DUB VCIP135 stabilizes MATIIα to promote cell proliferation by sensing folic acid
Our previous studies have demonstrated that MATIIα stability was regulated by E3 ligase UBR4.7 Next, we used tandem affinity purification and mass spectrometry (TAP-MS) to identify the potential deubiquitylase of MATIIα in response to folate signal. The MS analysis found the candidates of MATIIα-interacted proteins such as MTR, RNF138, and VCIP135, as listed in Supplementary Fig. S2a. We then explored whether VCIP135 acts as deubiquitylase of MATIIα because it was the only identified deubiquitylase among the MATIIα-interactors. VCIP135 possesses deubiquitylating activity, which is essential for p97/p47-mediated Golgi membrane fusion.25 We thus speculated that VCIP135 could regulate MATIIα protein stability through direct interaction and deubiquitylating MATIIα. To this end, endogenous VCIP135 was immunoprecipitated and subjected to immunoblot, MATIIα was readily detected in precipitates (Fig. 2a). We then found that UBR4-reduced MATIIα protein level was dramatically restored by VCIP135 overexpression (Supplementary Fig. S2b). Furthermore, knockdown of VCIP135 showed enhanced MATIIα ubiquitylation (Fig. 2b). On the contrary, immunoblotting results showed that the MATIIα ubiquitylation was substantially inhibited by VCIP135 WT but not enzymatic-dead C218S mutant (Fig. 2c). Consistently, the CHX chase experiment showed that knockdown of VCIP135 significantly shortened the half-life of MATIIα (Supplementary Fig. S2c, d). Our previous studies have indicated that folate affected the stability of MATIIα in HCC and CRC cell lines.7,26 We further found that VCIP135 could extend the half-life of MATIIα and rescue the ubiquitylated degradation of MATIIα upon folate deprivation (Fig. 2d, e and Supplementary Fig. S2e). Moreover, we observed that folate treatment did not affect the binding between VCIP135 and MATIIα and the activity of VCIP13527 (Supplementary Fig. S2f, g) while folate deprivation downregulated MATIIα and VCIP135 protein levels in multiple tumor cell lines (Supplementary Fig. S2h).
The chemotherapeutic drug methotrexate (MTX) inhibits the enzyme DHFR (dihydrofolate reductase) which generates tetrahydrofolate (THF) from dihydrofolate, disturbing folate/one carbon cycle. Here, we found that MTX inhibits MATIIα protein level. Notably, the inhibitory effect of MTX was rescued by MG132 treatment to different degrees in the tested HCC cell lines (Fig. 2f). Furthermore, we found that MTX-decreased MATIIα protein level was rescued by excess folate in a dose-dependent manner in both MHCC-97H cells and Huh-7 cells (Fig. 2g). Collectively, these results demonstrate that VCIP135 functions as a DUB targeting MATIIα to prevent the proteasomal degradation pathway in response to folate (Fig. 2h). Together, DUB VCIP135 senses folic acid to stabilize MATIIα for promoting cell proliferation.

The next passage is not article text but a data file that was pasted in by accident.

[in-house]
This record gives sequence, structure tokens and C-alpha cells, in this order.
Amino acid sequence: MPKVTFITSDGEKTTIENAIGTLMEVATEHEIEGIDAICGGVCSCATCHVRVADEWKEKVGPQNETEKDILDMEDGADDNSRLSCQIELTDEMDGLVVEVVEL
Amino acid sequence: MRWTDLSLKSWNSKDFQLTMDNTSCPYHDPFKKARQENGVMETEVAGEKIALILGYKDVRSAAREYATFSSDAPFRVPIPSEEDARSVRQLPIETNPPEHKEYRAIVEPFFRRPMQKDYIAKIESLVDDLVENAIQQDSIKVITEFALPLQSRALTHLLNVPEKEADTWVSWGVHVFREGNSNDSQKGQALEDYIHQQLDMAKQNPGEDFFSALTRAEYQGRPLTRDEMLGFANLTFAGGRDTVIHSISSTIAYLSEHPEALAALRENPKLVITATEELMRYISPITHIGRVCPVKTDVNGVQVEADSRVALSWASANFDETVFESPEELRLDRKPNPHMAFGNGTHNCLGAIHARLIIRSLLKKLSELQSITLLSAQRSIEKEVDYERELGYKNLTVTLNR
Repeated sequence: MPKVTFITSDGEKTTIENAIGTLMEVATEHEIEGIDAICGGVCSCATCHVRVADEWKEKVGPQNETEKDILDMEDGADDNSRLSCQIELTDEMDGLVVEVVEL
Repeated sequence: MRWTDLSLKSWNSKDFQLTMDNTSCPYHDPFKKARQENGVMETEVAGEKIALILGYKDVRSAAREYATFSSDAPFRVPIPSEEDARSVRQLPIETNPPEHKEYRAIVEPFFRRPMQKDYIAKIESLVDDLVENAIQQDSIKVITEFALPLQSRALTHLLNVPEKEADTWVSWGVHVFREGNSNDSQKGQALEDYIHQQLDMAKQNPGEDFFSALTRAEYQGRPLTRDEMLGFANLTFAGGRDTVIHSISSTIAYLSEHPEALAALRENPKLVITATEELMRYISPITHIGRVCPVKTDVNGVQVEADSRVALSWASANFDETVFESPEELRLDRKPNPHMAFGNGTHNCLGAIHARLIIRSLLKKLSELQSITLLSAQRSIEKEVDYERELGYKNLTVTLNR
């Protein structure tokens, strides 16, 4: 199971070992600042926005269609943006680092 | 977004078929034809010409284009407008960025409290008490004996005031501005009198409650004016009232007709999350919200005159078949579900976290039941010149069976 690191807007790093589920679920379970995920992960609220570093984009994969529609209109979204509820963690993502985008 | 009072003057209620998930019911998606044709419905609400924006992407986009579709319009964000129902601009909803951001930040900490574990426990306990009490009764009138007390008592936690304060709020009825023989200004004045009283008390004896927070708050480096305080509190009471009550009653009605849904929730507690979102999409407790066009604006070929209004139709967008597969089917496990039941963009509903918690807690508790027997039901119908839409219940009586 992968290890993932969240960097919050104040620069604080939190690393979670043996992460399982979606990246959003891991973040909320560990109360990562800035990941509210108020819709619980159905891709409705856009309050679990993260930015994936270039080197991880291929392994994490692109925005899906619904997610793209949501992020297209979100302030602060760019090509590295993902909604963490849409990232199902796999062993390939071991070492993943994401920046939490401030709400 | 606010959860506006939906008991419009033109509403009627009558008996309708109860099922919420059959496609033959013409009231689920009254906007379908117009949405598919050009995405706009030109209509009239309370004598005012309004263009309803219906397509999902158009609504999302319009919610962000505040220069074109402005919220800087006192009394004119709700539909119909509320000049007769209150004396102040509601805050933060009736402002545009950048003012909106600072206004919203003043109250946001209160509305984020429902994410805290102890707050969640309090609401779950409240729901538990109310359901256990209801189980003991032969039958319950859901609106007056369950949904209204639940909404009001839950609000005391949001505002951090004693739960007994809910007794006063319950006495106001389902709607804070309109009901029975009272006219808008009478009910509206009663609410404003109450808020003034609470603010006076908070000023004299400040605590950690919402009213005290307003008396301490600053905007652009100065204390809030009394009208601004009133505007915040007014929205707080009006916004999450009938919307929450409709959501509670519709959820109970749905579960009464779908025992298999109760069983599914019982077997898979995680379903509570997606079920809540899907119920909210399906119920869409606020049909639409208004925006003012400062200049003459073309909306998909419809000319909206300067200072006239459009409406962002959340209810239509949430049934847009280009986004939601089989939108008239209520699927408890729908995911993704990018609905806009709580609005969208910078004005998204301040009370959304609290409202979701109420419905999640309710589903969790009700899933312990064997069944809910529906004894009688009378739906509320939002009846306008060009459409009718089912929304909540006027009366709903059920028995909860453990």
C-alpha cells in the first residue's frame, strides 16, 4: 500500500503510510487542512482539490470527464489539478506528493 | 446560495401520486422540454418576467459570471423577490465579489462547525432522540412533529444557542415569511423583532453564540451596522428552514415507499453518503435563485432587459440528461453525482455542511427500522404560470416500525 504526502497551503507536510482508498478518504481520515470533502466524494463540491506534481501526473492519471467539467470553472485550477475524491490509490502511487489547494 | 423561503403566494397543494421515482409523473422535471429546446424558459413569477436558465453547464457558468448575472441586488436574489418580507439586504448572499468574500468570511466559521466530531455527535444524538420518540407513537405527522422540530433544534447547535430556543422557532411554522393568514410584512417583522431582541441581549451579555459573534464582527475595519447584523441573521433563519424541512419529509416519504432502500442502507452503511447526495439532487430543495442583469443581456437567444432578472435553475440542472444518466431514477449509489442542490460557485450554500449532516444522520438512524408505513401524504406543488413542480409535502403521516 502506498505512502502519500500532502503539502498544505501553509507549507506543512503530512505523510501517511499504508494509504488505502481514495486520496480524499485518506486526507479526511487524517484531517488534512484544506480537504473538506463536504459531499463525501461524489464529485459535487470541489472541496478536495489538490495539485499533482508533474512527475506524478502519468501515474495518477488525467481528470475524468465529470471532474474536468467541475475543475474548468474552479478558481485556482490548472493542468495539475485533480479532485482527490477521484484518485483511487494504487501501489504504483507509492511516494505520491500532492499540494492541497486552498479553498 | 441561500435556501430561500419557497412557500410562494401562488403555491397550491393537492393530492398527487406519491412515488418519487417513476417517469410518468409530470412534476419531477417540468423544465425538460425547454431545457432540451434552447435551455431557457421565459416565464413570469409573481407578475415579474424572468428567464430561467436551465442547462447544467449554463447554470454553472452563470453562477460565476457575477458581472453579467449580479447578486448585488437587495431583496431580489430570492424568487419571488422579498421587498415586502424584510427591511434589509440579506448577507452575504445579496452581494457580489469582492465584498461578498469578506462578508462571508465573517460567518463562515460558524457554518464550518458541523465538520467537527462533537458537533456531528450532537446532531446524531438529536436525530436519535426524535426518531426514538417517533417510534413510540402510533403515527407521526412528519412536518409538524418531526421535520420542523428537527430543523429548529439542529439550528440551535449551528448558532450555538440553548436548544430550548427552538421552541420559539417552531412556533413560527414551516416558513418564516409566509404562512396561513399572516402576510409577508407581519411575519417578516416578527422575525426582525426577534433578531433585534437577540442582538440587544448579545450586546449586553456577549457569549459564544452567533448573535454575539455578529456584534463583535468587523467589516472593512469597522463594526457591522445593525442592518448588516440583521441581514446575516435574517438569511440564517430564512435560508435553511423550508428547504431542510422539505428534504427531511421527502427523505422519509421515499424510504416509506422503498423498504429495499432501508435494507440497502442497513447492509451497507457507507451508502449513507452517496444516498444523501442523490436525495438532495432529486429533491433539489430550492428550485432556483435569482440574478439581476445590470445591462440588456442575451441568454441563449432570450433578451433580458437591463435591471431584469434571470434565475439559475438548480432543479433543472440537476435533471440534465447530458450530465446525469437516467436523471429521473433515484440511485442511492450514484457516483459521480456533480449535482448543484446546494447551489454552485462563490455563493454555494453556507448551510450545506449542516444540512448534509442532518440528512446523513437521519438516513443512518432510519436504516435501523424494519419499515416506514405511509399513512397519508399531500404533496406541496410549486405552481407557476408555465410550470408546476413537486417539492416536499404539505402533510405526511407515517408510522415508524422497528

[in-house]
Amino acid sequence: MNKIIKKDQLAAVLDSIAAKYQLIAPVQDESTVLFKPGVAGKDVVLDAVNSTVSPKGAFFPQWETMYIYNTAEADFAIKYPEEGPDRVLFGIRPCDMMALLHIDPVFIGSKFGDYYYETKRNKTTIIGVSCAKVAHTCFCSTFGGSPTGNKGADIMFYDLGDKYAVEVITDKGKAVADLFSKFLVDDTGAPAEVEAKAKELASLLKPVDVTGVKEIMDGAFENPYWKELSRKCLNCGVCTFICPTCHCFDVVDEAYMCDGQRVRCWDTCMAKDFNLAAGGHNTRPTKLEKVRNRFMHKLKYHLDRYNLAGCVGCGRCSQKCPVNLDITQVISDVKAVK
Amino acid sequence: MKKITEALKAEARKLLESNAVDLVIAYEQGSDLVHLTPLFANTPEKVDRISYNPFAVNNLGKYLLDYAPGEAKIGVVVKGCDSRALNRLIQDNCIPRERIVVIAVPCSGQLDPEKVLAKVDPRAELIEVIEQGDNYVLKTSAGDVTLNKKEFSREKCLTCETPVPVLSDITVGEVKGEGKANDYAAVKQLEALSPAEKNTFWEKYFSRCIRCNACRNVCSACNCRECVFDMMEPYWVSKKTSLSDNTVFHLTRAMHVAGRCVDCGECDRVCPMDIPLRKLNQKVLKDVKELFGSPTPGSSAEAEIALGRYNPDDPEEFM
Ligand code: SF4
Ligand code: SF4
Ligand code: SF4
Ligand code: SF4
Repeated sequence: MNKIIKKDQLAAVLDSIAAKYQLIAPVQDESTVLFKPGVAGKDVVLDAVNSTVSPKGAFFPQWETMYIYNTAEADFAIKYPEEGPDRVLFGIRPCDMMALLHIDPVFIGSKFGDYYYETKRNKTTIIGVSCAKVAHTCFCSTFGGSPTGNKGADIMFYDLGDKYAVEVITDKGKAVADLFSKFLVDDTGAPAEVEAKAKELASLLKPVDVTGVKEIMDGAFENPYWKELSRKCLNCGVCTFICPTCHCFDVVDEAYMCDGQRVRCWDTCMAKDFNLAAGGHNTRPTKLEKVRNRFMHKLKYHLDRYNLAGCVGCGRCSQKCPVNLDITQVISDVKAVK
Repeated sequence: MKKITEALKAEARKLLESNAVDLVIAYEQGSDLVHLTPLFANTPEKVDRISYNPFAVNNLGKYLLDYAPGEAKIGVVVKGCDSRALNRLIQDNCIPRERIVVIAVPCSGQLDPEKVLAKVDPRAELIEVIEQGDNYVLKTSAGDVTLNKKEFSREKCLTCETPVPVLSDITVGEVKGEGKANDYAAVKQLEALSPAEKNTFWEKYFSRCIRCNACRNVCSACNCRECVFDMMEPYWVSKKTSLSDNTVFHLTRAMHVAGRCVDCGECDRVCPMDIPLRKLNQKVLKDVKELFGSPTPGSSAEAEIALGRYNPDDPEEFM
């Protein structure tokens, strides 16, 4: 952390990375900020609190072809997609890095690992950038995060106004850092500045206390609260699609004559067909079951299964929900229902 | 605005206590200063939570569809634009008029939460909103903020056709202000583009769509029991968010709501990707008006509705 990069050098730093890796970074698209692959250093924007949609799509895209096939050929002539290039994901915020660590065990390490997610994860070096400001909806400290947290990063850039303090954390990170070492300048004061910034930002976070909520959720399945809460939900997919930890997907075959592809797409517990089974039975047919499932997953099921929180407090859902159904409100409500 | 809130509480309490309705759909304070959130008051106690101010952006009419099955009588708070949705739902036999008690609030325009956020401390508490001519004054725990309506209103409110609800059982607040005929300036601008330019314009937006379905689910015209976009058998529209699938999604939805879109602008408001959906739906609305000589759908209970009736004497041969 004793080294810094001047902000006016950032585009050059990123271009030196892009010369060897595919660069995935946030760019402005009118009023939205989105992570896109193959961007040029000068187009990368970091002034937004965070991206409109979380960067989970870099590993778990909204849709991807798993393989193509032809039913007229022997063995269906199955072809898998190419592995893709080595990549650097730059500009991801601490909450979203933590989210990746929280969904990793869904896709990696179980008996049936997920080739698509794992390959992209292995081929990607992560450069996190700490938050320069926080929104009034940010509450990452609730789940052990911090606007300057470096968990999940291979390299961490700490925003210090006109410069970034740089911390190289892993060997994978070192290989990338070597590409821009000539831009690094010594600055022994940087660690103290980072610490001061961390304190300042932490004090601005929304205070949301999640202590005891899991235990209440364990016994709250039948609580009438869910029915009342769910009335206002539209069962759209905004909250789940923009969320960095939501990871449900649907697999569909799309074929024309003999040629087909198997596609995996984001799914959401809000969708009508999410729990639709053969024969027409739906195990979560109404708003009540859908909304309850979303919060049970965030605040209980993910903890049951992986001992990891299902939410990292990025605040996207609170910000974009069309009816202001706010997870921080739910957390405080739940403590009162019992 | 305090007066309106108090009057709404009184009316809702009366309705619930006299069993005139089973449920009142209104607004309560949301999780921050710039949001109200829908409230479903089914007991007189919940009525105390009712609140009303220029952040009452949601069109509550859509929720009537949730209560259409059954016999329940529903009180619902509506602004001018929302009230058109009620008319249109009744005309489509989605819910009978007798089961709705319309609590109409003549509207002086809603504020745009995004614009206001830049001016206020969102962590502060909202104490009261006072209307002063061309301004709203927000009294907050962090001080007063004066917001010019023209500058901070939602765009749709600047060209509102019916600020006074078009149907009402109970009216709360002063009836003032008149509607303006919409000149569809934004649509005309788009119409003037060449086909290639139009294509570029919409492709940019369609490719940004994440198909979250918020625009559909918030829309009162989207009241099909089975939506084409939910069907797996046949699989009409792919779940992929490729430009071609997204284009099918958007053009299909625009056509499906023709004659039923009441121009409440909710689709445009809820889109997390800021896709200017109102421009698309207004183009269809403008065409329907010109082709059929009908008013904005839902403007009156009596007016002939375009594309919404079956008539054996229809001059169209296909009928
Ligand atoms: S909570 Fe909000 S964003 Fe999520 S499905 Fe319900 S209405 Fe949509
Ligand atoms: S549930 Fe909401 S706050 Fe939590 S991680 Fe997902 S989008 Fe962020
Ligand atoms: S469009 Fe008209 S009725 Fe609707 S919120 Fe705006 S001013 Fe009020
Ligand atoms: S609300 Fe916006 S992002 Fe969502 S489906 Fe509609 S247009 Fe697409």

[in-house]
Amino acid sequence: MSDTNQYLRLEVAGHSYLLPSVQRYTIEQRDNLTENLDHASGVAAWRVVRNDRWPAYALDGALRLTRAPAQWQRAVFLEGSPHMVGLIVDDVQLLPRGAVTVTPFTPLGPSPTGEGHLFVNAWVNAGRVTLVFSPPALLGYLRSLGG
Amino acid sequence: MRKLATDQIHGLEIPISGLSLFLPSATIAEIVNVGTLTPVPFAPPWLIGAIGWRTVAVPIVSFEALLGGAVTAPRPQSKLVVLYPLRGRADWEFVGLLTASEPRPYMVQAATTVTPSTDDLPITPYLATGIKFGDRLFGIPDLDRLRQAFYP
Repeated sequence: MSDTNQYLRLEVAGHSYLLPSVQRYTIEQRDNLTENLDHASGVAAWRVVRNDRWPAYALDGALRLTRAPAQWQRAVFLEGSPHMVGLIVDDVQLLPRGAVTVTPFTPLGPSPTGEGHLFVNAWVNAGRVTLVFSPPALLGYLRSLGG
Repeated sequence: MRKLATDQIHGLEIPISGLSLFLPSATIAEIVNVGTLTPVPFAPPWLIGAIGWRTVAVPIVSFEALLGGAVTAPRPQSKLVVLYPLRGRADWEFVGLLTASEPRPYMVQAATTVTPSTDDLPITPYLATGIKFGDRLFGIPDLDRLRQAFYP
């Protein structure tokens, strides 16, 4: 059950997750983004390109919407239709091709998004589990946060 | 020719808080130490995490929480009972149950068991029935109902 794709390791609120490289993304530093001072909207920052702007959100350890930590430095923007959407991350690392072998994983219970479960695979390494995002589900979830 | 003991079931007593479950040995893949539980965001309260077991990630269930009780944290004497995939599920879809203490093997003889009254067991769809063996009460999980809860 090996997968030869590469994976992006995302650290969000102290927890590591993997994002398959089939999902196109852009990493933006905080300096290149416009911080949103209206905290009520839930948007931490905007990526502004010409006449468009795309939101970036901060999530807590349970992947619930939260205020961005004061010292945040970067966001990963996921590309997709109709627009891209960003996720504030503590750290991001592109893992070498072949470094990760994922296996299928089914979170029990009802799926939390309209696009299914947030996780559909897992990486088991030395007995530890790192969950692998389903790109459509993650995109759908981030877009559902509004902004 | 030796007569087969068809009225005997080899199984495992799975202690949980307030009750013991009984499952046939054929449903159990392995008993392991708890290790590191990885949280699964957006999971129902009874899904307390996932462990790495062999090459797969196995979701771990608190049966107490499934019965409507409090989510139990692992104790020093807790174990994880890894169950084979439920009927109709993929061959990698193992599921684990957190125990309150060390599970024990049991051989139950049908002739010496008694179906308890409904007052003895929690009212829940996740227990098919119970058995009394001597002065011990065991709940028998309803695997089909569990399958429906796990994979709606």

MATIIα is crucial for high fat-induced HCC progression
Given increased MATIIα expression in liver tissue of HFD-fed mice bearing HCC, we employed the liver-specific Mat2a knockout (LKO) mouse model (Fig. 3a and Supplementary Fig. S3a) to address the contribution of MATIIα to the promotion of HCC development during over-nutrition. In this case, mice with HFD feeding for 32 weeks were followed up (Fig. 3b), we observed that Mat2a LKO dramatically blunted HFD-induced HCC development compared to Mat2a wild-type (WT) mice (Fig. 3c). Quantitative analyses revealed that HFD-fed Mat2a LKO mice had significant decrease of the ratio of liver/body weight (Fig. 3d), as well as remarkable reduction of visible tumor numbers and maximum tumor size (Fig. 3e, f). It was notable that there was no difference of tumor incidence in these two groups (Supplementary Fig. S3b). Moreover, cell proliferation was profoundly suppressed in Mat2a LKO mice compared with WT controls by analyzing Ki-67 staining (Fig. 3g and Supplementary Fig. S3c). Consistently, we detected significantly lower serum levels of ALT and AST in Mat2a-LKO mice than those in the Mat2a WT mice (Fig. 3h, i). Non-alcoholic steatohepatitis (NASH) is the most severe form of non-alcoholic fatty liver disease (NAFLD) and supposed as a potential precursor of HCC.28 16 weeks after HFD feeding, fasting serum glucose and insulin levels were significantly decreased in Mat2a LKO mice (Supplementary Fig. S3d, e). Furthermore, glucose and insulin tolerance tests (GTT and ITT, respectively) revealed that Mat2a deletion protected against HFD-induced glucose intolerance and insulin resistance (Supplementary Fig. S3f, g). Furthermore, we performed targeted metabolite profiling and found that Met was increased while SAM was decreased in both in Mat2a-KO adjacent tissue and HCC tissue (Fig. S3h) as the conversion of Met to SAM was disrupted by Mat2a KO. Further analysis revealed that the level of SAM and SAH showed reduction in LKO-HCC compared to control-HCC. Interestingly, folate (FA), SAM, SAH, Hcy, and Gly displayed no variation in adjacent tissues by comparing control and LKO groups (Fig. S3h). To dissect the mechanism of MATIIα in HCC development, we conducted gene expression profile analysis using WT and Mat2a-deficient liver tissues. RNA-seq assay revealed that genes with expression change in adjacent normal liver tissues could be categorized into three groups including metabolic pathways, ECM-receptor interaction, and focal adhesion by comparing Mat2a-KO and control mice (Fig. S4a, b). Following 16 weeks HFD feeding, genes with distinct expression changes in HCC between Mat2a WT and KO groups were classed into four categories, including (i) Metabolic pathways, (ii) ECM-receptor interaction, (iii) Focal adhesion, and (iv) Regulation of actin cytoskeleton (Fig. 3j, k and Supplementary Fig. S4c). The altered gene expression was further validated by qPCR (Supplementary Fig. S4d–g). Particularly, we chose the candidate genes involved in cell proliferation (NNMT) and metastasis (PAK1) to perform functional assay, confirming our findings. Consistent with previous reports,29,30 we found that NNMT knockdown enhanced cell proliferation in MHCC-97H cells (Supplementary Fig. S4h) and PAK knockdown decreased cell migration in MHCC-97H cells (Supplementary Fig. S4i, j). Collectively, MATIIα is critical for high fat-induced HCC progression.